UR Rao was associated with the launch of India’s first satellite Aryabhatta.

Udupi Ramachandra Rao eminent space scientist and former ISRO chairman dies at 85PTI / File photo
news Demise Monday, July 24, 2017 - 10:45

Renowned Indian space scientist Udupi Ramachandra Rao, a man known to have driven India’s space programme, passed away in Bengaluru on Monday, said a space agency official. He was 85.

A man known to have headed many of India’s successful space missions, UR Rao was the Chairman of ISRO for a decade from 1984 to 1994. 

"Rao was in a private hospital till recently for treatment as he had a heart ailment and was recovering at home. Our (ISRO) doctors were attending to him," said the official.

ISRO Chairman A.S. Krishna Kumar, senior space scientists and many officials of the space agency rushed to Rao's house to mourn his death and console his bereaved family.

"Saddened by the demise of renowned scientist, Professor U.R. Rao. His remarkable contribution to India's space programme will never be forgotten," tweeted Prime Minister Narendra Modi.

Satish Dhawan, UR Rao and K Kasturirangan at the ISRO Satellite Centre in Bengaluru. Courtesy: Rediff.com

UR Rao was associated with the launch of India’s first satellite Aryabhatta. According to ISRO, "Convinced of the imperative need to use space technology for rapid development, Prof Rao undertook the responsibility for the establishment of satellite technology in India in 1972. Under his guidance, beginning with the first Indian satellite 'Aryabhata' in 1975, over 18 satellites were designed and launched for providing communication, remote sensing and meteorological services."

During his tenure in ISRO, many successful PSLV missions were launched, but more importantly it was UR Rao and his colleagues who drove ISRO to initiate the GSLV vehicle. "After taking charge as Chairman, Space Commission and Secretary, Department of Space in 1984, Prof. Rao accelerated the development of rocket technology, resulting in the successful launch of ASLV rocket and the operational PSLV launch vehicle, which can launch 2.0 ton class of satellites into polar orbit. Prof Rao initiated the development of the geostationary launch vehicle (GSLV) and the development of cryogenic technology in 1991," ISRO's website states.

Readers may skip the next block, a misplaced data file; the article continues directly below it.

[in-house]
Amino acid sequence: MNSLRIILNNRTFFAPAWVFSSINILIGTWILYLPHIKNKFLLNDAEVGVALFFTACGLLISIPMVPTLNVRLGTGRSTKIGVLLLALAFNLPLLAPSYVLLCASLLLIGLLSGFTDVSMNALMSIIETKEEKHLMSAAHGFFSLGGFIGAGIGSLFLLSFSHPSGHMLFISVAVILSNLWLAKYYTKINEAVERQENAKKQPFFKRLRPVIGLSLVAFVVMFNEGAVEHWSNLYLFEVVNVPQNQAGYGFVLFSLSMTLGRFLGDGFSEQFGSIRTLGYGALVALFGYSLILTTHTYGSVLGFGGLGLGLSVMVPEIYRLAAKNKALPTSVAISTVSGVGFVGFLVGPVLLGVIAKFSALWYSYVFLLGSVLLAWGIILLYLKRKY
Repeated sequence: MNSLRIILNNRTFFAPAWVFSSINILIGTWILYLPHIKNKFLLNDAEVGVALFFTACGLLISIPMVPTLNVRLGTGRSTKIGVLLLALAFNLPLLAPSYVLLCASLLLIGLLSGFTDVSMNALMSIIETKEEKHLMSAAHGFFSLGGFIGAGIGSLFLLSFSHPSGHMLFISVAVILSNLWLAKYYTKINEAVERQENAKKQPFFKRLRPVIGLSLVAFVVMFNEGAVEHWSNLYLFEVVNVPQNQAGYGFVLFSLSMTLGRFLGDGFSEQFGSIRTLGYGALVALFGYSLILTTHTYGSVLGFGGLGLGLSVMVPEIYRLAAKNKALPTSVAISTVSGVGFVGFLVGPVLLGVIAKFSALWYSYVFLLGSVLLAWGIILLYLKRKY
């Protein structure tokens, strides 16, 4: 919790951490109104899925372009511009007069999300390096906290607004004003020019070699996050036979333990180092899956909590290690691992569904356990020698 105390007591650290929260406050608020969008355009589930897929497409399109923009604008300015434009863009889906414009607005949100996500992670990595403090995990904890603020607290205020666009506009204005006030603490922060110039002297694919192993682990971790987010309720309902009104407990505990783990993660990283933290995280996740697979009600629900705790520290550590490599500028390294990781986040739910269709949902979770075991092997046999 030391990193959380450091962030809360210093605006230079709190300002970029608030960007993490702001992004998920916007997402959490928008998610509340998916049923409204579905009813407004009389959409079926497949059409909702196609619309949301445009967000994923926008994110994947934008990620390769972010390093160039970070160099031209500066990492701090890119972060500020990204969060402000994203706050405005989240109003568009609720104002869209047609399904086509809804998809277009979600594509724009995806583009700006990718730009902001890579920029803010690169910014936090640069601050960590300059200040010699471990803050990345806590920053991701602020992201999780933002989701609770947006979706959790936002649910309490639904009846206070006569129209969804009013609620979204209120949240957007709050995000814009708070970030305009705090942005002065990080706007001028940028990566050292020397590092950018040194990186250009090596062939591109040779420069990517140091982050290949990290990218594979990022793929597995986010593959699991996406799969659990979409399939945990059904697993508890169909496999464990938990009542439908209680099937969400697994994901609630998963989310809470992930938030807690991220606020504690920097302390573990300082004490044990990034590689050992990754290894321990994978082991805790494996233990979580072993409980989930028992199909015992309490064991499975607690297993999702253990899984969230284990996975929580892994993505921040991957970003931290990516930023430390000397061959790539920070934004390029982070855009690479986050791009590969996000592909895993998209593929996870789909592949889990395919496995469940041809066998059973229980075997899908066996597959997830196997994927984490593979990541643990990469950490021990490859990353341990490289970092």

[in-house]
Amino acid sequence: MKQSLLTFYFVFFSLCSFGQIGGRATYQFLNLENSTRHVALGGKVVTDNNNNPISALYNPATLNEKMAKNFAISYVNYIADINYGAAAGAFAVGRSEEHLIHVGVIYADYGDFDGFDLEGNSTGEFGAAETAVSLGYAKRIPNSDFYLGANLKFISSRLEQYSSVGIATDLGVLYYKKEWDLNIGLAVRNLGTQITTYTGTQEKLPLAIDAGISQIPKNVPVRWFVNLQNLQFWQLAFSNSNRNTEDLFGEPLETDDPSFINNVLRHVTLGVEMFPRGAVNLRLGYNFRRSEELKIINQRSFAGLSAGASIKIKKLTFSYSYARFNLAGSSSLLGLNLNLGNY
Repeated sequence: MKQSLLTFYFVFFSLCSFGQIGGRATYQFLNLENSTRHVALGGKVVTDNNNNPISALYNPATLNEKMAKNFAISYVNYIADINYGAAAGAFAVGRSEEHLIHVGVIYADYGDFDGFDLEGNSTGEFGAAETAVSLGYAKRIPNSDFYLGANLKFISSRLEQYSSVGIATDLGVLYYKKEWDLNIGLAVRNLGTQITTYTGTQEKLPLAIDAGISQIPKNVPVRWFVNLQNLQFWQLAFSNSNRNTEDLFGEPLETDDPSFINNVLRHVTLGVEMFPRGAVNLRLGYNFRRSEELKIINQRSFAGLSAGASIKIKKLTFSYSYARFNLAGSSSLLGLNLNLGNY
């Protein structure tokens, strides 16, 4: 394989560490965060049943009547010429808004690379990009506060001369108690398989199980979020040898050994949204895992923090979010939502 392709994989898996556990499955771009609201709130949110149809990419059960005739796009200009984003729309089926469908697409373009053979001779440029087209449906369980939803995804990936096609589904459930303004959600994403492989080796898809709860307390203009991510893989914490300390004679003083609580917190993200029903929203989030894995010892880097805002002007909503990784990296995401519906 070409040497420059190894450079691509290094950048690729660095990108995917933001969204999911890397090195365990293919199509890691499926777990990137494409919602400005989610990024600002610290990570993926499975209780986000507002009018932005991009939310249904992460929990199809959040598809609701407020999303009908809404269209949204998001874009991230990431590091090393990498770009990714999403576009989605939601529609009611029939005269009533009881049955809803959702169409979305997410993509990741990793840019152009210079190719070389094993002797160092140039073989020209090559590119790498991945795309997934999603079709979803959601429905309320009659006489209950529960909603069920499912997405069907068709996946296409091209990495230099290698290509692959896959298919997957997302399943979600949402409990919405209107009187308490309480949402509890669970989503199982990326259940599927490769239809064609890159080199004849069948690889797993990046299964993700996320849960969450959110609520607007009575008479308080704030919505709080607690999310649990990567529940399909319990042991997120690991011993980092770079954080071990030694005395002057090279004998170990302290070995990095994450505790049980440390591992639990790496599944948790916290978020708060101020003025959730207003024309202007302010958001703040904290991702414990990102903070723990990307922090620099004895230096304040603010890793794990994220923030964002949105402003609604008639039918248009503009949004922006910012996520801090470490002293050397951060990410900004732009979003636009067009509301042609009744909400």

More than three decades ago, Prof UR Rao had also started work on indigenous cryogenic technology for Indian rockets. At that time, India was heavily dependent on Russia for cryogenic technology.

UR Rao being felicitated by ISAC.

For his contribution to India's space programme, Rao was awarded the Padma Bhushan in 1976, and the Padma Vibhushan in 2017.

He has also received many international awards, including the Frank J Malina Award for space education by the International Astronautical Federation, Von Karman Award of International Academy of Astronautics, Vikram Sarabhai Medal of COSPAR.

Rao published about 350 scientific and technical papers, covering cosmic rays, interplanetary physics, high energy astronomy, space applications and satellite and rocket technology and authored many books.

He was a recipient of the Doctor of Science (D.Sc) degree from 25 universities, including University of Bologna, the oldest university in Europe.

The scientist was born in a small village in Karnataka, Adamaru, in 1932. He studied in Mysore, graduated from Madras University, got a PhD from Gujarat University, and then went on to MIT in the US for further research.

Rao is survived by his wife, a son and a daughter.

(With IANS inputs)